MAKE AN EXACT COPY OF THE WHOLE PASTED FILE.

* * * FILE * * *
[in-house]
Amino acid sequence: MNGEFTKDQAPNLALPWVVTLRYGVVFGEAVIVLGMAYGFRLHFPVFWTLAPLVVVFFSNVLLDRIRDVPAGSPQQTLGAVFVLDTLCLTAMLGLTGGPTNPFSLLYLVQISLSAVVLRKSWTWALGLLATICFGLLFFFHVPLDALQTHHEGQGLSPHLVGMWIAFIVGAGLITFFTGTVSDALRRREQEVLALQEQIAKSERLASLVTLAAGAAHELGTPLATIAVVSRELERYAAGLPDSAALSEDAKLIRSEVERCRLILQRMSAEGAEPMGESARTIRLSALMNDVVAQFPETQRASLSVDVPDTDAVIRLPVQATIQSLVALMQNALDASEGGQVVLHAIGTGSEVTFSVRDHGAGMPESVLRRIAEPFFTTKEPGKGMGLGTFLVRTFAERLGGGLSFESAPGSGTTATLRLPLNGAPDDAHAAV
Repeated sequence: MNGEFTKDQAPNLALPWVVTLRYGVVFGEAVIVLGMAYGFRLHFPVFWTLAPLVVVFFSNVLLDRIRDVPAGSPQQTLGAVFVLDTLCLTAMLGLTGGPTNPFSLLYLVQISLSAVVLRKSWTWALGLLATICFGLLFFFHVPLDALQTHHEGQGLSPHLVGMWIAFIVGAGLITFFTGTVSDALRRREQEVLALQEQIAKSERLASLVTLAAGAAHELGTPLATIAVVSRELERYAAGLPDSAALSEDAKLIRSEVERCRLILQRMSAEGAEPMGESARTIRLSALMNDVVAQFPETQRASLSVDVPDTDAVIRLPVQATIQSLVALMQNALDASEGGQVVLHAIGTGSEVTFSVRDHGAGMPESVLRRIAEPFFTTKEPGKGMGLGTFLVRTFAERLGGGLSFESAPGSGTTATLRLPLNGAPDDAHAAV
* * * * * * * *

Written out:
[in-house]
Amino acid sequence: MNGEFTKDQAPNLALPWVVTLRYGVVFGEAVIVLGMAYGFRLHFPVFWTLAPLVVVFFSNVLLDRIRDVPAGSPQQTLGAVFVLDTLCLTAMLGLTGGPTNPFSLLYLVQISLSAVVLRKSWTWALGLLATICFGLLFFFHVPLDALQTHHEGQGLSPHLVGMWIAFIVGAGLITFFTGTVSDALRRREQEVLALQEQIAKSERLASLVTLAAGAAHELGTPLATIAVVSRELERYAAGLPDSAALSEDAKLIRSEVERCRLILQRMSAEGAEPMGESARTIRLSALMNDVVAQFPETQRASLSVDVPDTDAVIRLPVQATIQSLVALMQNALDASEGGQVVLHAIGTGSEVTFSVRDHGAGMPESVLRRIAEPFFTTKEPGKGMGLGTFLVRTFAERLGGGLSFESAPGSGTTATLRLPLNGAPDDAHAAV
Repeated sequence: MNGEFTKDQAPNLALPWVVTLRYGVVFGEAVIVLGMAYGFRLHFPVFWTLAPLVVVFFSNVLLDRIRDVPAGSPQQTLGAVFVLDTLCLTAMLGLTGGPTNPFSLLYLVQISLSAVVLRKSWTWALGLLATICFGLLFFFHVPLDALQTHHEGQGLSPHLVGMWIAFIVGAGLITFFTGTVSDALRRREQEVLALQEQIAKSERLASLVTLAAGAAHELGTPLATIAVVSRELERYAAGLPDSAALSEDAKLIRSEVERCRLILQRMSAEGAEPMGESARTIRLSALMNDVVAQFPETQRASLSVDVPDTDAVIRLPVQATIQSLVALMQNALDASEGGQVVLHAIGTGSEVTFSVRDHGAGMPESVLRRIAEPFFTTKEPGKGMGLGTFLVRTFAERLGGGLSFESAPGSGTTATLRLPLNGAPDDAHAAV